International investment

Reforms Could Boost China’s Ability to Attract Foreign Investment


03/07/2003 - China’s scorecard for attracting foreign investment reads like this: Trying hard, doing well, but could do even better.

That is the assessment of a just-published OECD report, Investment Policy Review of China -- Progress and Reform Challenges. In 2002, China became the world’s largest recipient of total foreign direct investment (FDI), attracting nearly $53 billion. That performance comes thanks to China’s progress on structural reforms, its accession to the World Trade Organization, and efforts to bring regulations in line with international standards. 

But there’s more to the story. At $30 per capita, China receives less FDI than other major developing countries, such as Brazil with $195 per capita.  Moreover, in the 25 years since China opened the door to foreign investment, much of the spending has been concentrated in low-technology, labour-intensive manufacturing projects. A relatively low share of FDI has come from the world’s most prolific investors, historically OECD member countries. 

China’s challenge now is to develop a more transparent business environment with a clear legal and regulatory framework. That should help attract higher-quality investments that are focused on long-term, high-technology, capital-intensive projects.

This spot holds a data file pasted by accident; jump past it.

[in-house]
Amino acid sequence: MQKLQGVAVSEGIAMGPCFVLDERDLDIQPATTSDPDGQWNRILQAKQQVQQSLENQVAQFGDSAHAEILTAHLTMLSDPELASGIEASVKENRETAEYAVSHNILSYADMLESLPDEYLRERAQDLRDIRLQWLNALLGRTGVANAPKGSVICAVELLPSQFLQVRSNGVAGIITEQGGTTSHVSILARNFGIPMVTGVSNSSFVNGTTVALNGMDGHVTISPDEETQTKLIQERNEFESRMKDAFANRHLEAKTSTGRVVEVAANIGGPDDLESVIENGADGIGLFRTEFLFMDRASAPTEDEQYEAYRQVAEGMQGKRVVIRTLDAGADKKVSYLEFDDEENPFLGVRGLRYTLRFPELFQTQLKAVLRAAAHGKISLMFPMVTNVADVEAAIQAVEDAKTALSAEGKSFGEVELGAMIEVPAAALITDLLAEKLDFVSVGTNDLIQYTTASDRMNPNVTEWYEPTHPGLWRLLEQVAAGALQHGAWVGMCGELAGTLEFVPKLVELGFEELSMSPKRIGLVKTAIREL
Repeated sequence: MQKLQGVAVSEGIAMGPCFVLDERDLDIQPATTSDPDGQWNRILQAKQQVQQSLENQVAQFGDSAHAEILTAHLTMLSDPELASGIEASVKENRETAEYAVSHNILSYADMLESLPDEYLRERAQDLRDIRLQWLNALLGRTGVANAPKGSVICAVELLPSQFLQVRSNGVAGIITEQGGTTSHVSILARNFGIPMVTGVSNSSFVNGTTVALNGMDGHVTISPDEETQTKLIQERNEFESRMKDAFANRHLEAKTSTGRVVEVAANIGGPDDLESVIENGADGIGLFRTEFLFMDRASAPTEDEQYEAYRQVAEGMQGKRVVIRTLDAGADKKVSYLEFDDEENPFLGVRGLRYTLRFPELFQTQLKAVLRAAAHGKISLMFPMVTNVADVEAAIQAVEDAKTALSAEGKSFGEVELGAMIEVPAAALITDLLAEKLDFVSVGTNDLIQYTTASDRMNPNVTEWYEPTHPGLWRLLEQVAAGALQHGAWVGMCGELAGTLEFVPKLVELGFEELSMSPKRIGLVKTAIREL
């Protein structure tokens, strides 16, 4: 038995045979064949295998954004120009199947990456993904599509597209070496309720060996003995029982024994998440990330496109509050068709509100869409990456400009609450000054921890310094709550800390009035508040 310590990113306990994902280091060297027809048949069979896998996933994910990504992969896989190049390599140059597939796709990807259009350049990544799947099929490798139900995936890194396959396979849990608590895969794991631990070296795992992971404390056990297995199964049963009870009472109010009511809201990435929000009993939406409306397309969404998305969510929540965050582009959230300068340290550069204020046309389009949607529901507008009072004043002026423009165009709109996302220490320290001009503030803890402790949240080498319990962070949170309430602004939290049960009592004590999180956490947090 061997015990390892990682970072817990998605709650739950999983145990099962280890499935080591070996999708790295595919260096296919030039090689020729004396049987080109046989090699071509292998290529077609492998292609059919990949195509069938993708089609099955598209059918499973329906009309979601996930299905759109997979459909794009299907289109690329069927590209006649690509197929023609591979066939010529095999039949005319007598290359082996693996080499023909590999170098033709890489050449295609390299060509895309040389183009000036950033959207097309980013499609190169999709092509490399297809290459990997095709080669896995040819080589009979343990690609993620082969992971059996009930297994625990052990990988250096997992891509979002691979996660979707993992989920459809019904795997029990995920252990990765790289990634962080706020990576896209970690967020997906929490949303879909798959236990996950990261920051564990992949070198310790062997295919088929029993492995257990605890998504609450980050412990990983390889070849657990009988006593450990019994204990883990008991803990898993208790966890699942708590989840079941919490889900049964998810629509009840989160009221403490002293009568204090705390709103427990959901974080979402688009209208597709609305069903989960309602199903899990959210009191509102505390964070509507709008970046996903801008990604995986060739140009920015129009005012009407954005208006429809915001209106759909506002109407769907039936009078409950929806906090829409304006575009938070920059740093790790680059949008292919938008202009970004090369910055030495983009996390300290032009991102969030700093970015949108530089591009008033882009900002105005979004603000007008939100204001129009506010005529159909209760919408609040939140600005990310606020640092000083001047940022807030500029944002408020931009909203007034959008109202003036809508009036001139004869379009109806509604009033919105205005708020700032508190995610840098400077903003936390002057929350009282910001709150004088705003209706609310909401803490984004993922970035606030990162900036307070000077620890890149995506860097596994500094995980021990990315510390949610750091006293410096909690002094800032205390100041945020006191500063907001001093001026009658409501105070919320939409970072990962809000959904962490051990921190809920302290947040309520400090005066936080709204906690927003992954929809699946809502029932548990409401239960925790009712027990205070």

How can China do this? Working in co-operation with  the Chinese government, the OECD has identified policy options designed to make China’s business environment more open, predictable and rules-based. Some options are:

  • Replace the complicated system of authorized foreign investment categories with a simple and shorter list of sectors that the government wishes to remain closed to outside investors.
  • Streamline and accelerate the cumbersome approval process for foreign investment projects;
  • Open stock and bond markets to enterprises that are foreign-owned, a step that would enhance their role in the restructuring China’s state-owned industries;
  • Increase transparency, particularly in the process of formulating laws and regulations. Adopt clear, open rules on matters like taxation and labour benefits. Align official FDI statistics with  international standards such as those recommended by the IMF and OECD;
  • Continue efforts to establish the rule of law through improvements in the operation and independence of the court system.


Journalists may obtain a copy of the report from the Media Relations Division . For further information about the report, journalists are invited to contact Ken Davies, Principal Administrator, Capital Movements, International Investment and Services Division (tel. 33 1 45 24 19 74).

To read a story on the same topic in the OECD Observer magazine.


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